[PATCH 1/5] drm/amdgpu: allow direct submission in the VM backends

Christian König ckoenig.leichtzumerken at gmail.com
Fri Jul 19 11:08:23 UTC 2019

Am 19.07.19 um 00:34 schrieb Kuehling, Felix:
> On 2019-07-18 4:47 a.m., Christian König wrote:
> [SNIP]
> There is also a more general issue with direct submission that I found
> while you were on vacation. There is no locking of the ring buffer. So
> direct and non-direct submission to the same ring is broken at the moment.

Correct. That's why I reserved an extra paging queue for this.

Thinking more about it I've found that this is actually quite a killer 
argument for using a separate scheduler entity, cause for updates 
outside of the fault handler we actually need to have everything in 
order here.

> [SNIP]
>>> Yeah, the root PD always exists as long as the VM exists. Everything
>>> else can be created/destroyed/moved dynamically.
>> Yeah, exactly. The question is how do we want to keep the root PD in
>> place?
>> We could still add the fence or we could pin it permanently.
> Right. I was thinking permanent pinning can lead to fragmentation. It
> would be good if those small root PDs could be moved around to make room
> for bigger contiguous allocations when needed.

Yeah, exactly my fear as well.

It's just that adding the user CS to the root PD will definitely make it 
leak into the memory management.

>> [SNIP]
>> I mean it was your requirement that we have a mix of page fault and
>> pre-filled page tables in the same process.
> Right. There are a few different requirements:
>   1. Disable retry faults and instruction replay for a VM completely
>      (better performance for ML shaders)
>   2. Pre-fill page tables even when retry faults are enabled
> In case #2 we could deal with page tables being evicted (not fenced).
> But MM engines that don't support retry faults would throw a wrench in
> this idea.

Yeah, MM-engines still need to add all user CS fences to the BOs for the 
foreseeable future.

So there will be a mix of page fault and fenced handling in the MM 
anyway, the optional pre-filling doesn't make that any more complicated.

>>>> The only way around that is to allocate the new page tables with the
>>>> no_wait_gpu flag set and so avoid having any dependencies on ongoing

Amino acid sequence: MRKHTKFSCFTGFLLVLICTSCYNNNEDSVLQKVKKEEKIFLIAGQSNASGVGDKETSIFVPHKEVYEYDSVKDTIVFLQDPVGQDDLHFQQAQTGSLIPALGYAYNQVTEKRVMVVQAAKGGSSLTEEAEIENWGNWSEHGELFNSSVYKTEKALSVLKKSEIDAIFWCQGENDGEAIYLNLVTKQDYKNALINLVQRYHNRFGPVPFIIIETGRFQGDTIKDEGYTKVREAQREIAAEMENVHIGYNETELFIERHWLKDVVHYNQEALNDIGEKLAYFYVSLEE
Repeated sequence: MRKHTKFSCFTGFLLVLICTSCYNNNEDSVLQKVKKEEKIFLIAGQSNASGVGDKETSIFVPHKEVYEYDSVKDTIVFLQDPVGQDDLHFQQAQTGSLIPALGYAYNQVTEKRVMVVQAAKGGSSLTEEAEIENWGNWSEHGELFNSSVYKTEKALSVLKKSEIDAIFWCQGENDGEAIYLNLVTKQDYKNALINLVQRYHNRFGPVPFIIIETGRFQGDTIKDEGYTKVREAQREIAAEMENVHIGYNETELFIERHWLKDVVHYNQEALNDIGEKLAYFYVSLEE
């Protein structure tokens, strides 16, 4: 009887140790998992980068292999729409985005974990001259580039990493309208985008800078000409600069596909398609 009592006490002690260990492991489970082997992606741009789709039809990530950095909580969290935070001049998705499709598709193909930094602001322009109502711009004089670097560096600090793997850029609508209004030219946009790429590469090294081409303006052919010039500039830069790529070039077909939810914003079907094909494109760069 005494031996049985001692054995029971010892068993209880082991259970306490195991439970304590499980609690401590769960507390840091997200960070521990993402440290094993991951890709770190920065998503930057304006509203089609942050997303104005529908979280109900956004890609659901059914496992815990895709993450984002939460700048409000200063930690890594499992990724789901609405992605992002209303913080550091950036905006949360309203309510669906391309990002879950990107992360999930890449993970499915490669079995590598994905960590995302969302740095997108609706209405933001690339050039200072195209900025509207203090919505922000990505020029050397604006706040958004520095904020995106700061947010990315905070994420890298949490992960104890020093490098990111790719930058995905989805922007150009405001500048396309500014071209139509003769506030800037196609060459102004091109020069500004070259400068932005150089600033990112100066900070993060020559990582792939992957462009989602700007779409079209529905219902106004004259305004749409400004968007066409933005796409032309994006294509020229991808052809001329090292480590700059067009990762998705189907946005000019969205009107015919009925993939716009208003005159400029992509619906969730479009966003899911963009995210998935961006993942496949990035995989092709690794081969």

>>>> operations.
>>> We discussed this before. I suggested an emergency pool for page tables.
>>> That pool can have a limited size. If page tables don't have user fences
>>> on them, they can always be evicted, so we can always make room in this
>>> emergency pool.
>> You underestimate the problem. For page tables I can make sure rather
>> easily that we can always allocate something, but ALL allocations made
>> during page fault can't depend on user CS.
>> This means we need to use this for pages which are used for HMM based
>> migration and for this you can't have a fixed pool.
> That is if you do migration in the page fault handler. We could do
> migration outside of the page fault handler. See below.

You can always have the case that a page fault will move back something 
which was evicted or swapped out.

>>>>> But you do need fences on page tables related to the allocation and
>>>>> migration of page tables themselves. And your page table updates must
>>>>> wait for those fences. Therefore I think the whole approach of direct
>>>>> submission for page table updates is fundamentally broken.
>>>> For the reasons noted above you can't have any fences related to the
>>>> allocation and migration on page tables.
>>>> What can happen later on is that you need to wait for a BO move to
>>>> finish before we can update the page tables.
>>> A page table updated coming from a page fault handler should never
>>> have  could want to migrate memory
>>> to wait for any BO move. The fact that there was a page fault means,
>>> someone is trying to access this memory right now.
>> Well essentially with HMM we want to migrate memory to VRAM during the
>> page fault handler, don't we?
> The page fault handler could inform migration decisions. But the
> migration itself doesn't need to be in the page fault handler. A